Dark Souls is notorious for being difficult. Actually, the game is more welcoming that the discourse (and perhaps the community) around it might make it appear. There is no difficulty slider or story mode in the options menu, but you can make the game more or less difficult by the decisions you make in the game. The most obvious way the game helps you out is giving you the opportunity to summon help for certain bosses. There are costs associated with it – it's tied to a resource that feels rarer than it is, and it also gives the boss extra health. Even so, in most cases it makes the boss easier to beat by dividing its aggro, giving you more opportunities to safely deal damage while it's distracted.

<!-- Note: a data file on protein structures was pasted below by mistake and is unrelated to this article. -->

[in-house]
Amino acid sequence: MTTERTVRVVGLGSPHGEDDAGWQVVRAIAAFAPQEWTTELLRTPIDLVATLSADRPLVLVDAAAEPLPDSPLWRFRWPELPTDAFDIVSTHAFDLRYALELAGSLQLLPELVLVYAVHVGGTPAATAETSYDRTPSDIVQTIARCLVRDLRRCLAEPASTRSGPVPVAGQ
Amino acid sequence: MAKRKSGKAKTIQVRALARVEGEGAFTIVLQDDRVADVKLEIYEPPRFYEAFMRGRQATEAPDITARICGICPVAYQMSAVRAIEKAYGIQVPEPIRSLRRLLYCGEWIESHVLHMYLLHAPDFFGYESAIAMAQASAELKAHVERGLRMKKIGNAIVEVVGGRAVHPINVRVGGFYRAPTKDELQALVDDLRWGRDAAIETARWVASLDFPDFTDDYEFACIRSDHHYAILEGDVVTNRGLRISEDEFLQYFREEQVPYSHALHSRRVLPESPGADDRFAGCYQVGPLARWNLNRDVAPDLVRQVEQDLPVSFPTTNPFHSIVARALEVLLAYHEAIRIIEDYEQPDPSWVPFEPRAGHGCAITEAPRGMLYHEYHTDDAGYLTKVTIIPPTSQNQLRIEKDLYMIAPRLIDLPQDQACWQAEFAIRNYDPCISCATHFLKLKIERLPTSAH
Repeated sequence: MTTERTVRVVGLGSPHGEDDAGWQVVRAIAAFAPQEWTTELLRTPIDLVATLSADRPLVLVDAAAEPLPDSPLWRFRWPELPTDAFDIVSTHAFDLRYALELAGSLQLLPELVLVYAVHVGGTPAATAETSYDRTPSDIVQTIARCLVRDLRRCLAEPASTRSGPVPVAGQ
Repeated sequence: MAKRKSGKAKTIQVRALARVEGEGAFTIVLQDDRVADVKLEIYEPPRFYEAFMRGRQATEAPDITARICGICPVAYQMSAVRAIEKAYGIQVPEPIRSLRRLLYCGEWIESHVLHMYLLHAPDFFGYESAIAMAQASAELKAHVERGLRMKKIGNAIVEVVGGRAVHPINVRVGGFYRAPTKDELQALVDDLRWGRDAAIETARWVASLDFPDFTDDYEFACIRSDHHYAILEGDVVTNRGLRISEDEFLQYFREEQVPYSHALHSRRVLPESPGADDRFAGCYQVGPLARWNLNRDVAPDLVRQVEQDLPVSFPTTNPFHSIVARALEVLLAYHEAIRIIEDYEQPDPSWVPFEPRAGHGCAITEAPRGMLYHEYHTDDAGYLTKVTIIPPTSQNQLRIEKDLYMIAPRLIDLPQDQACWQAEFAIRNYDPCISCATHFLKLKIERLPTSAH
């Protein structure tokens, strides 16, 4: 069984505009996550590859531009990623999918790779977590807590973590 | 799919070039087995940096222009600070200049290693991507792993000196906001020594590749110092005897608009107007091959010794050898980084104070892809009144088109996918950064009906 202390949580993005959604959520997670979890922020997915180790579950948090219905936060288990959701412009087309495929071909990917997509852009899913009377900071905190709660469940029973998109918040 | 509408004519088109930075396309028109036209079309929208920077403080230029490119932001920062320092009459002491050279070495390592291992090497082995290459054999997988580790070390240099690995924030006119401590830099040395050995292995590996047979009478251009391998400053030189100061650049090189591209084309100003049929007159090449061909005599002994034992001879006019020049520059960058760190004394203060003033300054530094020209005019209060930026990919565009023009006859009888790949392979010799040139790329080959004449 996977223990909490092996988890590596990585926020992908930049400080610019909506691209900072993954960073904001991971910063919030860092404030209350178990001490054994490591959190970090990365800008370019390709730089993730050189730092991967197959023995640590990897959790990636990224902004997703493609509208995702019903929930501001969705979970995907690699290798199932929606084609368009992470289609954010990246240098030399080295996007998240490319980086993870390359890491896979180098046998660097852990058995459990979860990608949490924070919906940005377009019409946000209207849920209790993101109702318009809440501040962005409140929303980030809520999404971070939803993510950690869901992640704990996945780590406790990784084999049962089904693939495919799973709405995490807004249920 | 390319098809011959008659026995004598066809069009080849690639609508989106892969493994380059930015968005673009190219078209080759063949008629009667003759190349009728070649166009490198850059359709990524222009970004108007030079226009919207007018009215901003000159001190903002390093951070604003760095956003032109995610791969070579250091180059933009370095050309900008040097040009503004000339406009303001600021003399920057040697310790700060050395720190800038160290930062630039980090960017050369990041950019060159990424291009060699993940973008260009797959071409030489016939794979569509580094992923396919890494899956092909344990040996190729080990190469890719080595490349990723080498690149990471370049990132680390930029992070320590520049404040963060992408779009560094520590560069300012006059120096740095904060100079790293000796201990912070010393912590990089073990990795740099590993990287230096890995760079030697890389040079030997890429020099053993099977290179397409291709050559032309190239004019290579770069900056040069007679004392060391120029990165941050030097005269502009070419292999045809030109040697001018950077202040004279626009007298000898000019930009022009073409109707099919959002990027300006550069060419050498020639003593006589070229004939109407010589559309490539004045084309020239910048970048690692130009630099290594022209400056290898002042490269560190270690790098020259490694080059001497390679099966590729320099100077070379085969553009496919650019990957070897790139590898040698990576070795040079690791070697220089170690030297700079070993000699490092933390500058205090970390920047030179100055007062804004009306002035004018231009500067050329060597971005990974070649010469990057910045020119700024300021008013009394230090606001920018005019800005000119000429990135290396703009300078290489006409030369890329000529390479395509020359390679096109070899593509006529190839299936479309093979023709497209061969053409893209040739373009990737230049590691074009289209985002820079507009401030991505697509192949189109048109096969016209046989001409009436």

Dark Souls is an action game where mastering your move-set and the move-set of enemies is important to your success. Reacting to an enemy's actions – attacking, blocking, healing and dodging at the right time – is part of the play. Brilliant players who have mastered this dance can rush in and duel enemies ‘fairly’, but there isn’t a mechanical reward for it. The only reward is the player’s own sense of achievement. The idea that the 'real' way to play the game is to dedicate the time to mastering your movements to the point where you can beautifully take down everything and avoid getting hit is a fiction. Most players won’t (and some players can’t) do that. The developers knew this and made sure there were a range of options available to tackle the challenges they set for the player.